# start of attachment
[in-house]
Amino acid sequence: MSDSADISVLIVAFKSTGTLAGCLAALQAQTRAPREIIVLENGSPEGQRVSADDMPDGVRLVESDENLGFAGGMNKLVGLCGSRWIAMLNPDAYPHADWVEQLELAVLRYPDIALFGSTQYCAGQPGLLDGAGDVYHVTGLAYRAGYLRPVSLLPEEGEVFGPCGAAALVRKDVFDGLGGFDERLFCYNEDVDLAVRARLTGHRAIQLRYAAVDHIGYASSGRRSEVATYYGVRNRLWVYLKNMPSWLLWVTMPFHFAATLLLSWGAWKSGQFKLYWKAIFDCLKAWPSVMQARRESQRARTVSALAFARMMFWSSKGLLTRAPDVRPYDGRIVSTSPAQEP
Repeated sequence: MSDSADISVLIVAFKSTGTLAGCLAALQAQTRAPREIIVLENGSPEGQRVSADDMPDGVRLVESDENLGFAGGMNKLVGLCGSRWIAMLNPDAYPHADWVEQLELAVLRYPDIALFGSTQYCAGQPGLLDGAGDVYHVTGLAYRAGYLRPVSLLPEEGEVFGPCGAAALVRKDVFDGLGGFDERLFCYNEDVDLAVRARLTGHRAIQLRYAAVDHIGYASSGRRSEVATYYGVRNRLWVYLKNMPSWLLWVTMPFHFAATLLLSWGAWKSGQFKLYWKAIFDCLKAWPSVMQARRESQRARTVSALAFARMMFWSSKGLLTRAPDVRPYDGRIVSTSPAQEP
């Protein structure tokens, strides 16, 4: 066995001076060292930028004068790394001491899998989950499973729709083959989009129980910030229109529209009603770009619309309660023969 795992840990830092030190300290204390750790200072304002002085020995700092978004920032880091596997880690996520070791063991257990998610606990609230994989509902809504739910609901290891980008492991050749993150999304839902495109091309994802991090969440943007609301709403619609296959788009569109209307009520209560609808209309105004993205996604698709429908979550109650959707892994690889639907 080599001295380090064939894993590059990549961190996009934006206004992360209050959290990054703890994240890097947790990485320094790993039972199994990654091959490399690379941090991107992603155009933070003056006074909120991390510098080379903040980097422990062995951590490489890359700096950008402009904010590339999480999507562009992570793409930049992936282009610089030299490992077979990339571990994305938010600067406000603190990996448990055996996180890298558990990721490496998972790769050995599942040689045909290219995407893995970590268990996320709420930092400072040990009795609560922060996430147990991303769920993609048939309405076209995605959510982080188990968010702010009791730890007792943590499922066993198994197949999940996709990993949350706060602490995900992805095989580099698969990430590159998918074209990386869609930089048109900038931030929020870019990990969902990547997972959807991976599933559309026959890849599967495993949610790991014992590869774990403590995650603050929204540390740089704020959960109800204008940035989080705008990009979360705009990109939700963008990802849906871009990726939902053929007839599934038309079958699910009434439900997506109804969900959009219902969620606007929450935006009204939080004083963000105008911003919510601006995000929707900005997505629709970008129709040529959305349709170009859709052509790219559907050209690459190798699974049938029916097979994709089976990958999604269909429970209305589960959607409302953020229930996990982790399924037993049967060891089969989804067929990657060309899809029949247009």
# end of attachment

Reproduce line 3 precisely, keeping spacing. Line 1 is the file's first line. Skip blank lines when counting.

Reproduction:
Repeated sequence: MSDSADISVLIVAFKSTGTLAGCLAALQAQTRAPREIIVLENGSPEGQRVSADDMPDGVRLVESDENLGFAGGMNKLVGLCGSRWIAMLNPDAYPHADWVEQLELAVLRYPDIALFGSTQYCAGQPGLLDGAGDVYHVTGLAYRAGYLRPVSLLPEEGEVFGPCGAAALVRKDVFDGLGGFDERLFCYNEDVDLAVRARLTGHRAIQLRYAAVDHIGYASSGRRSEVATYYGVRNRLWVYLKNMPSWLLWVTMPFHFAATLLLSWGAWKSGQFKLYWKAIFDCLKAWPSVMQARRESQRARTVSALAFARMMFWSSKGLLTRAPDVRPYDGRIVSTSPAQEP